‘Russian GPS’ aims for poll position

Russia has launched three more satellites into space as part of GLONASS navigation system. It's designed to offer an alternative to the American GPS. 17 satellites are already orbiting the earth.

Like much of today’s technology Russia’s Global Navigation Satellite System was developed by the military. Since 1982 it has been used for army navigation and ballistic missile targeting.

“Previously we had a fully operational system but then, during some tough times, it was downgraded. Then in 2001 a federal programme was launched and today we are seeing the group’s expansion,” said Nikolay Testoedov, GLONASS General Constructor.

Specialists promise that one day GLONASS will become one of the most accurate navigation systems. They also point out that if combined with existing GPS, its precision could be breathtaking, with close to 100 per cent location accuracy anywhere on Earth.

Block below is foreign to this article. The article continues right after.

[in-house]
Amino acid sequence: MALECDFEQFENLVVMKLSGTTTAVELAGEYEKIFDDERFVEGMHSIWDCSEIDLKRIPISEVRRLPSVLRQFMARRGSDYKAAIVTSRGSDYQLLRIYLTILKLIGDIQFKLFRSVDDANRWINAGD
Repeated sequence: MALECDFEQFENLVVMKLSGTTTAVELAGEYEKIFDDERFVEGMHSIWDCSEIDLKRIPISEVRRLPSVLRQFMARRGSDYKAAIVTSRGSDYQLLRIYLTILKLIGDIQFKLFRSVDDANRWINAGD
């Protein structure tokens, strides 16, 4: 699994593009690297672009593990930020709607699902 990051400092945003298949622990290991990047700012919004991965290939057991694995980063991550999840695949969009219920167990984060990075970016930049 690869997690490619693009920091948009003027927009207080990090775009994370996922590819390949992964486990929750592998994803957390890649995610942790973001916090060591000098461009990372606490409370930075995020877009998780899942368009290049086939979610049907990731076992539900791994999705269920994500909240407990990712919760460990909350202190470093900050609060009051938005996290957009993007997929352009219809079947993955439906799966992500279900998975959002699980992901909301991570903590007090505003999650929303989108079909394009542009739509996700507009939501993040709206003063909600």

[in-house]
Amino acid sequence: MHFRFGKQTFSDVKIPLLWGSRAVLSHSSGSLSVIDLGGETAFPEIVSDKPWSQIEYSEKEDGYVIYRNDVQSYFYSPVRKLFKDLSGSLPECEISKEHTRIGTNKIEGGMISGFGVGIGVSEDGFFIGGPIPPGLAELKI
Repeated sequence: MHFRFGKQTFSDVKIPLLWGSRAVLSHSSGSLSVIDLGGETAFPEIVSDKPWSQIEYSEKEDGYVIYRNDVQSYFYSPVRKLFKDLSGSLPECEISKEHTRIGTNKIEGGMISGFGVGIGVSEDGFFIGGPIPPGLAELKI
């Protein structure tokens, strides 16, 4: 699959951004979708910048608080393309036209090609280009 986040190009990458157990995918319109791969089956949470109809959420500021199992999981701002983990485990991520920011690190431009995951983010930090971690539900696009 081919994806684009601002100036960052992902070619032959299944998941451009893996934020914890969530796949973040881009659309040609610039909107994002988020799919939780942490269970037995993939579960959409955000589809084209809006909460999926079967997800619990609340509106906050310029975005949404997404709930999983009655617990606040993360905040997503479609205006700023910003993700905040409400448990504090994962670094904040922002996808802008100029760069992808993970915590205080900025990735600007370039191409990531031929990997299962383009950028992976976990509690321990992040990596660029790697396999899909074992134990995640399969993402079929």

“Twenty-four satellites of GLONASS or GPS are not enough for stable navigation in so called shadow areas like, for example, big cities with tall buildings so together they will help minimise these navigational errors,” explained Viktor Kosenko, GLONASS First Department Chief Constructor.

In the future the system will navigate ships, planes and even help in rescue efforts.

Even now, with just 17 operational satellites, GLONASS has proved to be very useful in Russia. It keeps an eye on prisoners and navigates buses. It helps operate bridges and monitors police cars and street-cleaning vehicles.

Even the prime minister’s dog is now tied to a twenty-thousand-kilometre satellite leash.

And with accessibility to regular people rapidly growing, Russia looks certain to take a leading role in the field of satellite navigation and space exploration as a whole.